How ‘Arrival’ Quietly Opened Up a World of Possibility

Science fiction is usually loud. Alien movies, even more so. But Arrival is quiet. Denis Villeneuve’s directorial breaks apart many of the tropes that science fiction often clings to. And in doing so, the film proves that there are still new ways to depict what we have seen time and again. 


The Woman

Arrival is a film that rests on the able and solemn shoulders of Amy Adams and her character, linguist Louise Banks. Her face betrays nothing and everything all at the same time, allowing her to remain impenetrable to those around us, but letting us in on the minute changes in her face and emotions. 

The film reveals the story of her daughter to us in bits and pieces, leading us into the heartbreaking story of illness and death. It explains to us the heavy emotion she seems to be carrying, the weight of some kind of grief. Her chemistry with Ian Donnelly, played by Jeremy Renner, is quiet again. There are no grand gestures here, no loud declarations. It is simple, and like the film, all of it feels just right. 


The Aliens 

The aliens certainly look grand and extraterrestrial enough, giving us a visual that is intimidating and also evokes curiosity. It manages to do to us what it does to the characters, leaving us intrigued and a little afraid. The spacecrafts that the aliens arrive in do a great job of being solid and impossible to ignore but also maintaining that aura of otherworldliness. 

It is, however, in the language of the aliens that the film makes its triumph and its statement. Once again, it is quiet. The language they communicate in is visual and silent but haunting and beautiful. The wisps that the heptapod aliens let out create shapes that make up their language. And as we are drawn into the process of Louise trying to communicate with the aliens, we slowly understand the powerful route the film has chosen to go on by making their protagonist a linguist. 

We are not trying to defeat the aliens. We are trying to understand them.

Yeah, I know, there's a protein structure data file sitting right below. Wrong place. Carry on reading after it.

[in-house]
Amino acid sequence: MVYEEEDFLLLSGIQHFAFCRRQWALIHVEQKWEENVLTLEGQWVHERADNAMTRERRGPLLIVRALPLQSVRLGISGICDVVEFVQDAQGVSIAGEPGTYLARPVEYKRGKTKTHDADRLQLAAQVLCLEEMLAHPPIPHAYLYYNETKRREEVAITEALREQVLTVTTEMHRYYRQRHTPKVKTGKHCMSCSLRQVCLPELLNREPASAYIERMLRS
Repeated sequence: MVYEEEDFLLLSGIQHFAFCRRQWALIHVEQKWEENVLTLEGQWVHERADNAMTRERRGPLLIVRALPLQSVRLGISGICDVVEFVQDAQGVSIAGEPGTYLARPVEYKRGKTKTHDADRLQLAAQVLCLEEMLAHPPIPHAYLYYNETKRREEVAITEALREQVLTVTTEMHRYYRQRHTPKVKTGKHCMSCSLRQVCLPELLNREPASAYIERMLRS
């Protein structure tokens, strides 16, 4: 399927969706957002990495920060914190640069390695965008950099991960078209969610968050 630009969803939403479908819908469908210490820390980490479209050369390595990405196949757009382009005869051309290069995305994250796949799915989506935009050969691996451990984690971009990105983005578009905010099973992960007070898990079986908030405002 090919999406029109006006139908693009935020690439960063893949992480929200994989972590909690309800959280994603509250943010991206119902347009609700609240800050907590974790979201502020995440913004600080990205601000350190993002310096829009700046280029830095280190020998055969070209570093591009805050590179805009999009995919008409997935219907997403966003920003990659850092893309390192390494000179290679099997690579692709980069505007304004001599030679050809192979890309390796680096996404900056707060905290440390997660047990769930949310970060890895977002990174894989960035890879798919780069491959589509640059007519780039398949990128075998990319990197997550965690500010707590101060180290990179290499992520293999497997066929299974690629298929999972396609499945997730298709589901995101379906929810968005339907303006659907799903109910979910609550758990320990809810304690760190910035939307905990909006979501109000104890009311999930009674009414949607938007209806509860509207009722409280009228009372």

The Weapon 

There is talk of a weapon, and instantly, the audience is made to think of science fiction movies where humans must destroy the aliens. It conjures up images of a standoff and a war, of rousing speeches and battle cries. But in Arrival, the weapon means something entirely different. 

As they explain to Louise, in a quiet but haunting scene that unveils the movie to us, the weapon is their language. The language that Louise now understands. And the language opens time. 

It is a startling discovery, a twist of Fight Club-esque proportions but revealed to us in a straightforward dialogue. 

‘Who is this child?’ 

As Louise asks the question, we cannot help but gasp, finally understanding that Louise’s dead daughter hasn’t even been born yet. She doesn’t know her future, but now, the language has revealed it to her. And suddenly, the world is no longer the same for her. She has choices to make, tragedies she can avoid, and joy she can give up. Louise must do the impossible, travel into her life knowing the pain that is in store. 

The aliens depart peacefully, telling Louise that the language is a gift because they will need her help 3000 years from now. And the fight we have been expecting, the war we are sure will happen, fizzles away. There is no hostility here, merely a peaceful passing of extraterrestrial life, an exchange of helpful information. 

It leaves us with many questions. Questions of time and language, identity, and personal choices. It also makes us question the nature of sci-fi and the genre. By maintaining its quietness, a solemnity that the protagonist embodies, and by removing the element of violence, the film opens up infinite possibilities in how we treat science fiction. 


Arrival is a 2016 Alien Science Fiction Thriller film directed by Denis Villeneuve. It stars Amy Adams and Jeremy Renner in the lead roles.

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Mareena Francis
Mareena Francis Parakkal is a 25-year-old writer and poet. She has written about film, people, places, and poetry across multiple platforms and hopes to continue doing so.

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